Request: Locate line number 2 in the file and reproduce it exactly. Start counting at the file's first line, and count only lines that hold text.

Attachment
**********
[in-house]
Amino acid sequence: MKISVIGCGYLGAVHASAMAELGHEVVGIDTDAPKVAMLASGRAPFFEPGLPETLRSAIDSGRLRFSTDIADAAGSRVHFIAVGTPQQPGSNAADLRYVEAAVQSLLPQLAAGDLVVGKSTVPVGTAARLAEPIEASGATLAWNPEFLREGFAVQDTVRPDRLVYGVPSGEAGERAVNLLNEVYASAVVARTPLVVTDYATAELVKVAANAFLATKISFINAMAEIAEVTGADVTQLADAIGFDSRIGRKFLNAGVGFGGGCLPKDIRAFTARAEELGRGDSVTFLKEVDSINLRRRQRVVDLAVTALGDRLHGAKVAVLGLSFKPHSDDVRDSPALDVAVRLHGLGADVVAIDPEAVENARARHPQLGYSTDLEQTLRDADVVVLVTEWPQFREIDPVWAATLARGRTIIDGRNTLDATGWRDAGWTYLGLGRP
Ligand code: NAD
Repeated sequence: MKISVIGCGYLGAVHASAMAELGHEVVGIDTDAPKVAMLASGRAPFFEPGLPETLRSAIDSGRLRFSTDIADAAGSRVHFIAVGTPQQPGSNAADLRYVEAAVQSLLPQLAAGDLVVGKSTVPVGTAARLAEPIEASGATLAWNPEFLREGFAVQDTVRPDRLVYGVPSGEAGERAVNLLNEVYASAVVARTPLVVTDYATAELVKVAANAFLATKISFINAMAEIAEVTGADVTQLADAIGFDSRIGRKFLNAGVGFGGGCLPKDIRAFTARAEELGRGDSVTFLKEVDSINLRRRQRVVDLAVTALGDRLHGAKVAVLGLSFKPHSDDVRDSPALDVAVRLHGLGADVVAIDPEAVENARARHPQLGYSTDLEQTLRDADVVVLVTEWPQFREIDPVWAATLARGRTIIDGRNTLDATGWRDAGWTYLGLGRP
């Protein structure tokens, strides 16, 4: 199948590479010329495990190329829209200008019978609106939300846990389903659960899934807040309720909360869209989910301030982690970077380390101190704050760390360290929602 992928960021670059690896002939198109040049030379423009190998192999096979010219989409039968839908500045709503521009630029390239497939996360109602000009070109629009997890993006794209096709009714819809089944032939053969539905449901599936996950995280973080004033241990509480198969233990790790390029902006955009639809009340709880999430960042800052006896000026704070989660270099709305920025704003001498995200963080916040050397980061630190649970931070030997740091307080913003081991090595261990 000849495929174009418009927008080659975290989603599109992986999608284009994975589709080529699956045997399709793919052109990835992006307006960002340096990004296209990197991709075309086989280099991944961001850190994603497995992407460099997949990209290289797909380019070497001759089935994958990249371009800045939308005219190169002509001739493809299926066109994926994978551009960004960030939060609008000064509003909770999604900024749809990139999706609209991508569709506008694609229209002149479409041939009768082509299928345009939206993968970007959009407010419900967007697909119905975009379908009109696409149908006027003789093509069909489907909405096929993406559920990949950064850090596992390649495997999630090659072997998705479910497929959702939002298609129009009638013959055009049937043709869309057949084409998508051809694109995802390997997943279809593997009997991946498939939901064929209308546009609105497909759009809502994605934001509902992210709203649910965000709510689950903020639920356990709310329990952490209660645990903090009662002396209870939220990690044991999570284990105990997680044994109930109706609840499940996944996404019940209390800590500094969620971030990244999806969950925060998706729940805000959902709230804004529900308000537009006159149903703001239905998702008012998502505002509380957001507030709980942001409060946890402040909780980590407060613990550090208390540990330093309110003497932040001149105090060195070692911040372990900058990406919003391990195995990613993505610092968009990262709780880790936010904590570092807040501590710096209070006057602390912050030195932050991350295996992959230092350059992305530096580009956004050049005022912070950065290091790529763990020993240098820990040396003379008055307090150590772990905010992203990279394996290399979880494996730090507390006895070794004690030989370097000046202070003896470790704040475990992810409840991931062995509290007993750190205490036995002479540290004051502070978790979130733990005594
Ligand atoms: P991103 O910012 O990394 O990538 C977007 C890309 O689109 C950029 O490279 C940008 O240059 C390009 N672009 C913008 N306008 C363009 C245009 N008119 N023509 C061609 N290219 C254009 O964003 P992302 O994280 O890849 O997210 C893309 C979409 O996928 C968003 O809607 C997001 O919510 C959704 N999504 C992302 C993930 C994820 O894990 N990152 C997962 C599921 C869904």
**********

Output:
Amino acid sequence: MKISVIGCGYLGAVHASAMAELGHEVVGIDTDAPKVAMLASGRAPFFEPGLPETLRSAIDSGRLRFSTDIADAAGSRVHFIAVGTPQQPGSNAADLRYVEAAVQSLLPQLAAGDLVVGKSTVPVGTAARLAEPIEASGATLAWNPEFLREGFAVQDTVRPDRLVYGVPSGEAGERAVNLLNEVYASAVVARTPLVVTDYATAELVKVAANAFLATKISFINAMAEIAEVTGADVTQLADAIGFDSRIGRKFLNAGVGFGGGCLPKDIRAFTARAEELGRGDSVTFLKEVDSINLRRRQRVVDLAVTALGDRLHGAKVAVLGLSFKPHSDDVRDSPALDVAVRLHGLGADVVAIDPEAVENARARHPQLGYSTDLEQTLRDADVVVLVTEWPQFREIDPVWAATLARGRTIIDGRNTLDATGWRDAGWTYLGLGRP